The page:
How Do You Maintain Good Mental Health During A Pandemic?

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With these pandemic days sparking off an uncertain economy and a whole new normal way of living that we have had to quickly adapt to, it is only natural that our mental health can begin to suffer.

Just six short months ago, we were celebrating the new year and welcoming everything that 2020 had to offer. We were optimistic, looking forward to the future and eager to enjoy time with our families, seek out a new promotion, or travel overseas.

Fast forward to today and there is seemingly little to be optimistic about. You might not be able to see your parents because of social distancing, your job may be looking uncertain, and you can’t scratch any of your wanderlust itches any time soon.

Maintain good mental health during such a traumatic period can be challenging. It’s all too easy to let intrusive thoughts cloud your thinking and succumb to negative ways of living. Lockdowns can lead to isolation, feelings of hopelessness and worry.

You need to take a step back and be proactive in managing your anxieties, worries and concerns.

Take a look at this guide and learn a range of techniques to help you remain positive and stress-free during these pandemic days.

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For most of us, anxiety is an acute affliction that is caused by something specific, whether this is an important presentation coming up at work or a test or exam that needs to be studied for. Once the anxiety-inducing moment has passed, so does the stress and the worry. Things are a little more long-lasting in the current climate with coronavirus having taken hold globally. There is no end in sight meaning that people who are predisposed to feeling anxious suffer massively. Chronic anxiety can be difficult to manage and can take over your life.

To combat this, consider investigating hypnotherapy for anxiety where a professional will utilise a range of techniques to help you feel calmer, more relaxed and address the root causes of your anxiety. Hypnotherapy can be helpful for a range of aims from quitting smoking to getting over a phobia. Anxiety is no different, and the results can have a hugely positive impact on our way of life.

If your anxiety levels are through the roof and you are worried about your mental health, talk to your doctor. By sharing your thoughts and talking through your issues with an objective figure, you can find that you feel lighter physically. Talking therapy is often prescribed rather than tablets and medication to relieve the symptoms of anxiety. Anxiety can feel like a burden and releasing this is crucial to feeling better and moving forward. If you don’t fancy talking to a doctor, chat to a friend online or pick up the phone to a family member. Use your support network and allow them to help you.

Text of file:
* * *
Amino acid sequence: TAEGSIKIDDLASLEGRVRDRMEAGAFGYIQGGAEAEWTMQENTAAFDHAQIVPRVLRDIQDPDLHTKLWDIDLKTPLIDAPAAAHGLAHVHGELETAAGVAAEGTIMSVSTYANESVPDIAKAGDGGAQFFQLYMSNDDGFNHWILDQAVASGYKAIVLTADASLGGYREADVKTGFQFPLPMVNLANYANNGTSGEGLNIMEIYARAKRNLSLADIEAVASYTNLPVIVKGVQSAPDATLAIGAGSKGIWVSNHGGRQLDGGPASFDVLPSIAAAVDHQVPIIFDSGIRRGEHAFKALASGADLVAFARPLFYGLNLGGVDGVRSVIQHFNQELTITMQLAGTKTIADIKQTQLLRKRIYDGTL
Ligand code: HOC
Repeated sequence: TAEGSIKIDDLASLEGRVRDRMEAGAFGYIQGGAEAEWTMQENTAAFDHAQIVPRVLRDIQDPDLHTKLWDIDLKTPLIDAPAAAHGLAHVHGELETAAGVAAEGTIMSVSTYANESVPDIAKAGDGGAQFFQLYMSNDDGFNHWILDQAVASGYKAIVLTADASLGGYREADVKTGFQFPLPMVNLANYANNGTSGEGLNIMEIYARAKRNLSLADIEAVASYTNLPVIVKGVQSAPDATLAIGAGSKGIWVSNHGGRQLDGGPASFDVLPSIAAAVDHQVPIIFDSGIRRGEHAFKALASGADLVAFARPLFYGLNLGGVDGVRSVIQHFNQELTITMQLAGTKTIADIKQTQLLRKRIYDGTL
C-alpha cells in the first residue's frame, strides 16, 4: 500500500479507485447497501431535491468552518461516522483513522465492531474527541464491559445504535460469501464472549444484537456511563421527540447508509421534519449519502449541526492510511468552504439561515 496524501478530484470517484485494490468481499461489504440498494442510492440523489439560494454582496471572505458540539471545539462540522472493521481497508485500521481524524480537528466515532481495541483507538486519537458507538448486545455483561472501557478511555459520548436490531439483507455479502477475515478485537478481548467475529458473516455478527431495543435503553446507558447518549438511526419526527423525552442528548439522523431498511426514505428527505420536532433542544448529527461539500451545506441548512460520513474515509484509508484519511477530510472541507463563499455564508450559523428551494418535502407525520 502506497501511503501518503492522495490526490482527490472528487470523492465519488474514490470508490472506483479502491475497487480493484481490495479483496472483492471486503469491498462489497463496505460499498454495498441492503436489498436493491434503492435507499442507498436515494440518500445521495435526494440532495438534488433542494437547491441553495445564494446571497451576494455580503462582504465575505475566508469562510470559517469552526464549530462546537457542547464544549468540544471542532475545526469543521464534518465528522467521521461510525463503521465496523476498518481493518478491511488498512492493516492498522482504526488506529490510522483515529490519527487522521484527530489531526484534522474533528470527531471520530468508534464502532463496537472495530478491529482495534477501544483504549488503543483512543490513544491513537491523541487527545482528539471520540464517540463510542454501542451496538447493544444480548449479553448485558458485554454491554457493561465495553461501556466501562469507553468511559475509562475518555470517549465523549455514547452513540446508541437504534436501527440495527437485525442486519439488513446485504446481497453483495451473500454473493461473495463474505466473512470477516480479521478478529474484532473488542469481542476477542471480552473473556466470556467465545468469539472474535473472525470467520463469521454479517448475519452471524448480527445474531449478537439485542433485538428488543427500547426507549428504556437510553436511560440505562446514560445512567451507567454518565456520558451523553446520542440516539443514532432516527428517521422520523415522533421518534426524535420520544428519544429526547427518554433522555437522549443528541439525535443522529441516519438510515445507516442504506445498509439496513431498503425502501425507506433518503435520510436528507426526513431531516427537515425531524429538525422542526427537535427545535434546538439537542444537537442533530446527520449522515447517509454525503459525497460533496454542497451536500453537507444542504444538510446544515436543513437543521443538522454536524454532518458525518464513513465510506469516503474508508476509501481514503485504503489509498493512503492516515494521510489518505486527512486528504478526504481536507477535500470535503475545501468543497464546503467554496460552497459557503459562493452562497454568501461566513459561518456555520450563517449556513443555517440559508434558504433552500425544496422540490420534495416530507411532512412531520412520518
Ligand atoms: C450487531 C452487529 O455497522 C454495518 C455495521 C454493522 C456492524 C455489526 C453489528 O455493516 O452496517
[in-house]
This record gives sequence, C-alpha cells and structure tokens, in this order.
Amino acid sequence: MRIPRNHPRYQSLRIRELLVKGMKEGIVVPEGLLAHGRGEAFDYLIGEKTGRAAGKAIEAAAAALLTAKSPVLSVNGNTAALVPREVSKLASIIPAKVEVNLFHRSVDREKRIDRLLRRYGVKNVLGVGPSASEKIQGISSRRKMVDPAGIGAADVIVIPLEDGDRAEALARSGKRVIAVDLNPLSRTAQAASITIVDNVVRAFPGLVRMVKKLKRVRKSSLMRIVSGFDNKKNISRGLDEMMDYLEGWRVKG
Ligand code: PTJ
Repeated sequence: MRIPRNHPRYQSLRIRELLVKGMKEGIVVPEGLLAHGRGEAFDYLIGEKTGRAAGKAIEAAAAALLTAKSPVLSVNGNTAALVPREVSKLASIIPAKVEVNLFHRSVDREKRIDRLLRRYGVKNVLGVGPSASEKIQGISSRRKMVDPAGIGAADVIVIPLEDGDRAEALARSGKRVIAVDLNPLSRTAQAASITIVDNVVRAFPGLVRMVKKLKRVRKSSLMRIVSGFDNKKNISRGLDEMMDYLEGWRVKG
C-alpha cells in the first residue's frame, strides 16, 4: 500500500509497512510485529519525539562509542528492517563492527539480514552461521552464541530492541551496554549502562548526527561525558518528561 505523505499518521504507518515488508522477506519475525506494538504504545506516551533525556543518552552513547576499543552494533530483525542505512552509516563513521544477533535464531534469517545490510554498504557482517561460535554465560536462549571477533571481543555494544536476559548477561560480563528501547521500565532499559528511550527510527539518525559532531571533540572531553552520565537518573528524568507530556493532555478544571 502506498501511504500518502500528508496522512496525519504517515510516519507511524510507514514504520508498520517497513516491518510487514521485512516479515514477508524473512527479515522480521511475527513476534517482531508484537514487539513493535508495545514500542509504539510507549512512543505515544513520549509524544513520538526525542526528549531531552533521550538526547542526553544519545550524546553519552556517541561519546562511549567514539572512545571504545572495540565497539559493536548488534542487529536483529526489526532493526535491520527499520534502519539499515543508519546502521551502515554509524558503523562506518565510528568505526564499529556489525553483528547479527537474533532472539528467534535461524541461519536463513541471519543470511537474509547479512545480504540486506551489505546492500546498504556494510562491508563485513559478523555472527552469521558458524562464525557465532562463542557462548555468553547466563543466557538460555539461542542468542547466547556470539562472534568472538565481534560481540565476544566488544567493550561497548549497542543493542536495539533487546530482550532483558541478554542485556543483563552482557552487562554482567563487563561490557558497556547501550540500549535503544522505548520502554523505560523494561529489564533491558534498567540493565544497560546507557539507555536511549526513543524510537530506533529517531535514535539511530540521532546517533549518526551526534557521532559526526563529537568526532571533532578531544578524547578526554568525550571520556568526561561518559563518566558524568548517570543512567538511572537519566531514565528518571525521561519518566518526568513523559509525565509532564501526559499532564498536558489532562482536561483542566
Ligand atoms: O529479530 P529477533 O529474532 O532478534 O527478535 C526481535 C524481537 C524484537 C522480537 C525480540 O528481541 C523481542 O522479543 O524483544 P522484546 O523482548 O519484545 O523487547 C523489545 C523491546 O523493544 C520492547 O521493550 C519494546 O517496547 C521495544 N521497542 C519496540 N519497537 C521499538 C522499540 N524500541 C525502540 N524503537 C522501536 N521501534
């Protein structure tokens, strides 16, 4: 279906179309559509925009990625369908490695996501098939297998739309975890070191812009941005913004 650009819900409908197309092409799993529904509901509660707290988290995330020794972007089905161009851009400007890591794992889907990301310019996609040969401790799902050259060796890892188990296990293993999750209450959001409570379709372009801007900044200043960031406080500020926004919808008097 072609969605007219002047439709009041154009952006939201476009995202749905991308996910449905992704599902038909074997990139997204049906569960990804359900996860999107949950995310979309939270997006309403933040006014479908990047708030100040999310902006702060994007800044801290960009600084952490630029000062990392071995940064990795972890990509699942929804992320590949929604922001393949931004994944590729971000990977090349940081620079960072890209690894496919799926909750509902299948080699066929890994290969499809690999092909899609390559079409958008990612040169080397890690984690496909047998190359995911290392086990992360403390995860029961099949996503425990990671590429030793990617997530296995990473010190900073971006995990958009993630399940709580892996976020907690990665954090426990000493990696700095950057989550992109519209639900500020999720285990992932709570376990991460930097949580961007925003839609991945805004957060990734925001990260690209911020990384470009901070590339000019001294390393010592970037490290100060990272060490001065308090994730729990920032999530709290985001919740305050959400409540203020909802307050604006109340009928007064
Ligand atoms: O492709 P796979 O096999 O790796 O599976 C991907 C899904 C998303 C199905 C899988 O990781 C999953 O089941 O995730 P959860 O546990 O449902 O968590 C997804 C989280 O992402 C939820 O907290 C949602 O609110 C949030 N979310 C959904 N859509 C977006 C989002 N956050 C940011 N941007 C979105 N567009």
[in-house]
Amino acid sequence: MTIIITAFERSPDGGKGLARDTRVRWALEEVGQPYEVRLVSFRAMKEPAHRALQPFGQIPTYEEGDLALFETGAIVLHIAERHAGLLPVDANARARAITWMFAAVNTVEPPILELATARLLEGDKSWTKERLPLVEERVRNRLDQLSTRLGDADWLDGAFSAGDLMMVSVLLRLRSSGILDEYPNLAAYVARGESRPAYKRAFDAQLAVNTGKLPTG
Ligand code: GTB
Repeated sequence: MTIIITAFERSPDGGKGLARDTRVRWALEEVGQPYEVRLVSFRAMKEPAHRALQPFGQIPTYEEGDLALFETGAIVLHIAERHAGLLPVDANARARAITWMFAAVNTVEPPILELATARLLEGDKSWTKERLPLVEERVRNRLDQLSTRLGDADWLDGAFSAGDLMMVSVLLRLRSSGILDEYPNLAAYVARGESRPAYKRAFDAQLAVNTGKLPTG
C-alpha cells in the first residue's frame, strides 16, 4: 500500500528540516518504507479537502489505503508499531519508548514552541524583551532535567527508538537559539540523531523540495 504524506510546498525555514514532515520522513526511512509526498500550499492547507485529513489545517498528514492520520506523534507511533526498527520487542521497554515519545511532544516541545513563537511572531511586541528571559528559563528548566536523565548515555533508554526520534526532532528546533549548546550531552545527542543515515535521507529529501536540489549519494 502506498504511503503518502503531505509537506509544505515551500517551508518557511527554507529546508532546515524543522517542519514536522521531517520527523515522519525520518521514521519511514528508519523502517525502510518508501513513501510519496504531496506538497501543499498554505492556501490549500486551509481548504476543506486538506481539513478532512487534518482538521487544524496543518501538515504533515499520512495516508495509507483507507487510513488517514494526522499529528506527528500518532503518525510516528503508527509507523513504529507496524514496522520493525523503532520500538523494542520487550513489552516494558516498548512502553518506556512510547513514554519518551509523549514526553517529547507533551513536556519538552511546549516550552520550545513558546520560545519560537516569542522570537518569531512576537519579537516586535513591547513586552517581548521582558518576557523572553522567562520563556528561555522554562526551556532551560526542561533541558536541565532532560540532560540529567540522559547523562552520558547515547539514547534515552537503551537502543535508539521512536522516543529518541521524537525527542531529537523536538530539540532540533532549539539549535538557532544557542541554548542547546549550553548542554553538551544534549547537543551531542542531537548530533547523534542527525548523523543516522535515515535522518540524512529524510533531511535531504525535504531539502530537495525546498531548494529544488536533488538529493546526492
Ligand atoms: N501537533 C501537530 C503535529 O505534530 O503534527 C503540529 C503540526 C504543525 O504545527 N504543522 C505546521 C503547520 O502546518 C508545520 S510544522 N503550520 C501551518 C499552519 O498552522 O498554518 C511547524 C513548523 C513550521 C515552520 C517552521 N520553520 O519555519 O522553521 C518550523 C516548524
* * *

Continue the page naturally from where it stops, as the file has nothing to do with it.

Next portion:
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If you are keen to maintain a positive outlook during the Covid-19 crisis, consider taking up yoga. With the lockdown, there have been many yoga practitioners releasing free online beginners’ videos to help complete novices have a go at yoga from the comfort of their own home. Yoga is no longer the realm of dreadlocked hippies, chanting and sitting among burning jasmine-scented incense sticks. Doctors are even choosing to prescribe courses of yoga rather than medication to help people with stress, anxiety or depression. 

Yoga is a great way to focus your mind. Through a range of postures and movements, you will learn how to strengthen your core and develop more flexibility. This enhances your physical health and also your mental well-being. Alongside these postures, breathing exercises can maintain you to maintain a more even keel mentally. Breathing allows you to focus on your stresses and relinquish them. Your mind can become calmer and more positive. Coupled with mindfulness exercises, you can learn how to remain in the present rather than seeing everything pessimistically and worrying about things that might not even happen in the future. It is this wasted worry that can leave us feeling drained and anxious.

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When you are struggling to get a good night’s sleep, you will wake up feeling tired, low and emotional. Sleep is necessary for sound mental health. Even if you are working from home at the moment, lack of sleep can result in you making silly mistakes, not being alert or missing meetings. You need to ensure that you are proactive in getting back your sleep routine.